History of Christianity 4: Reform and the Disciplines (1500-1700)

Here’s this week’s video for the History of Christianity. Here’s the Reformation Handout.

Recommended Reading – If this were a university course, I would assign the following readings:

Three Protestants

Hooker, Richard. 1585. A Learned Discourse of Justification. https://ccel.org/ccel/hooker/just/

Luther, Martin, “On Faith and Coming to Christ,” a sermon from 1528 https://ccel.org/ccel/luther/sermons/sermons.vii.html

Taylor, Jeremy. 1550. The Rule and Exercises of Holy Living, chapter 1: https://ccel.org/ccel/taylor/holy_living/holy_living.iii.html

A Carmelite

John of the Cross. 1575. “The Dark Night of the Soul” (the poem). https://ccel.org/ccel/john_cross/dark_night/dark_night.vi.html



Primary Sources

Book of Common Prayer. 1549: http://justus.anglican.org/resources/bcp/1549/BCP_1549.htm

—. 1662: http://www.eskimo.com/~lhowell/bcp1662/index.html

Calvin, John. 1550. The Golden Booklet of the True Christian Life. Available on Scribd with subscription.

—. Institutes of the Christian Religion. https://ccel.org/ccel/calvin/institutes/

de Brébeuf, Jean. 1642. “The Huron Carol,” on YouTube in Wendat, French, and English: https://www.youtube.com/watch?v=D6IG6F6E5Ac. The popular English lyrics are not reflective of the Wendat, which the Wendat themselves still sing on Christmas Eve. Here’s a translation of the Wendat: https://en.wikipedia.org/wiki/Huron_Carol#English_Translation_of_the_Wendat

Dositheus of Jerusalem. 1672. Confession. http://www.crivoice.org/creeddositheus.html

Hooker, Richard. 1589-1600. Of the Laws of Ecclesiastical Polity. https://oll.libertyfund.org/titles/hooker-the-works-of-richard-hooker-vol-1 However, see the modernised version of W. Bradford Littlejohn from the Davenant Institute: https://davenantinstitute.org/product/laws-4-volume-set/

John of the Cross. The Dark Night of the Soul. https://ccel.org/ccel/john_cross/dark_night/dark_night?queryID=3647298&resultID=730

Lucaris, Cyril. 1629. Orthodox Confession. http://www.crivoice.org/creedcyril.html

Luther, Martin. 1517. 95 Theses in Latin and English: https://ccel.org/ccel/luther/theses/theses?queryID=3645877&resultID=1818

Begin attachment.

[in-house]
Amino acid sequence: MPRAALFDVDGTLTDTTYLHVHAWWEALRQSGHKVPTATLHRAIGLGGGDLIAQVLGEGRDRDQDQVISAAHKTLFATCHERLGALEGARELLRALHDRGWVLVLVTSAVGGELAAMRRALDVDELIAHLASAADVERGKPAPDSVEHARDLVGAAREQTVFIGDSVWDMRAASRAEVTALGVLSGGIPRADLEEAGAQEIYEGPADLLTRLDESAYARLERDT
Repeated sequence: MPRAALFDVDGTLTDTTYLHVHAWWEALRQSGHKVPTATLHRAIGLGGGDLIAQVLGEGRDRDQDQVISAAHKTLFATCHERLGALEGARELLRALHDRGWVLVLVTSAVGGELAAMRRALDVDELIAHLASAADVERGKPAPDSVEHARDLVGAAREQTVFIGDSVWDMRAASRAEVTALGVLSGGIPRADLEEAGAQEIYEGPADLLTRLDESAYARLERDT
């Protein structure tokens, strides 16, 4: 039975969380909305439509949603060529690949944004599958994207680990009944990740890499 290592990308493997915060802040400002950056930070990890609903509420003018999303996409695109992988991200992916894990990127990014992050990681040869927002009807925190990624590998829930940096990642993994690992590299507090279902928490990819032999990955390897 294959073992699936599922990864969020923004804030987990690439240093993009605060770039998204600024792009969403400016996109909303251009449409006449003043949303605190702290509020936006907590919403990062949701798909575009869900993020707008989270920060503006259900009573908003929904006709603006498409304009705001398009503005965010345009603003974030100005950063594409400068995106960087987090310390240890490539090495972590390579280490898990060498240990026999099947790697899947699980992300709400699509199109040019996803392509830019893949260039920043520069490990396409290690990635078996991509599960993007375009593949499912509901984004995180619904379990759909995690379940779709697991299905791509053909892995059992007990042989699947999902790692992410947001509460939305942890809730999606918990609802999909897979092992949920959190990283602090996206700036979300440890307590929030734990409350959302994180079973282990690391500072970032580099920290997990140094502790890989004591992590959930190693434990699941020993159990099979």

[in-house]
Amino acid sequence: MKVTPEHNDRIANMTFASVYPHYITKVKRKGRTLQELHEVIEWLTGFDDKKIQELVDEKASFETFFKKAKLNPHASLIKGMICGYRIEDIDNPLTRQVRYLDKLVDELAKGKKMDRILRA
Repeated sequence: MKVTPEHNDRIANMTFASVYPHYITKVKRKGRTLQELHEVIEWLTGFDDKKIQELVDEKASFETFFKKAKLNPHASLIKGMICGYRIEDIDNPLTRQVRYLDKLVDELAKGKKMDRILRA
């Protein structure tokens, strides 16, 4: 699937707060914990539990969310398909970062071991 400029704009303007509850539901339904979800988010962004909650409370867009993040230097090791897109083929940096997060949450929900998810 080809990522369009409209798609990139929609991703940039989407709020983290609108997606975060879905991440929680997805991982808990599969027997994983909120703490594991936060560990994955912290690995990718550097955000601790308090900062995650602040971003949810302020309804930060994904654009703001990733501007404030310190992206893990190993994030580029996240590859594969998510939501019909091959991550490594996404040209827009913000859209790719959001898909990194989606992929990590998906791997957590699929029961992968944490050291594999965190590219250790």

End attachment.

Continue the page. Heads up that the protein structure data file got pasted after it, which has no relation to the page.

—. 1520. The Freedom of a Christian. https://www.gutenberg.org/ebooks/1911

—. Commentary on Romans. https://www.biblestudytools.com/commentaries/luther/romans/

—. Commentary on Galatians. https://www.biblestudytools.com/commentaries/luther/galatians/

Teresa of Avila. 1565. The Life of St Teresa (her autobiography). http://www.carmelitemonks.org/Vocation/teresa_life.pdf

—. 1577. The Interior Castle. https://ccel.org/ccel/teresa/castle2/


Modern Studies

Endo, Shusaku. 1966. Silence. (This is a novel, not a study.)

Hoskin, Matthew J. J. “Becoming Holy with Richard Hooker,” Ad Fontes, web exclusive: https://davenantinstitute.org/becoming-holy-with-richard-hooker

Littlejohn, W. Bradford. 2015. Richard Hooker: A Companion to His Life and Work. Eugene, OR. Available on Scribd with a subscription.

Peters, Greg. The Story of Monasticism. Baker Publishing, 2015. Available on Scribd with subscription.

Ryrie, Alec. Protestants: The Faith the Made the Modern World. New York, 2017.

Crafting a Rule of Life 1: “From time to time”

A lot of people believe that crafting and following a Rule of Life is a wise way to approach Christian discipleship, inspired by the Desert Fathers and Mothers, St Benedict, St Augustine, the Franciscans, and others. Indeed, although there is nothing monastic about their rules of life, many evangelicals throughout history have committed their lives to disciplined living and a rule of living, from John Wesley to John Stott.

Rev. Kyle Norman recently published a piece on Ministry Matters, a Canadian Anglican webzine, all about the benefits that come from crafting and following a rule of life. A quick historical quibble: the recommendation to follow a rule of life on p. 555 of the 1962 Canadian BCP is not Cranmer’s. I haven’t tracked down its origin. It is not there in 1662 or the Canadian 1918 revision or the proposed English revision of 1928. It is, perhaps, a minor quibble of a historical matter, but I’m a historian, so these things irk me.

Anyway, here’s what we find on p. 555 of the BCP 1962:

Every Christian man or woman should from time to time frame for himself a RULE OF LIFE in accordance with the precepts of the Gospel and the faith and order of the Church; wherein he may consider the following:
The regularity of his attendance at public worship and especially at the holy Communion.
     The practice of private prayer, Bible-reading, and self-discipline.
Bringing the teaching and example of Christ into his everyday life.
The boldness of his spoken witness to his faith in Christ.
His personal service to the Church and the community.
The offering of money according to his means for the support of the work of the Church at home and overseas.

I’ve been thinking recently about what it would take to both craft and follow a Rule of Life. If you’ve put up with reading this blog long enough, you know this isn’t the first time I’ve tried something like this. The likeliness of my success is dependent, I believe, on the external support I have. So I’m going to do a little spiritual bromance to find someone to encourage me on this journey, don’t worry.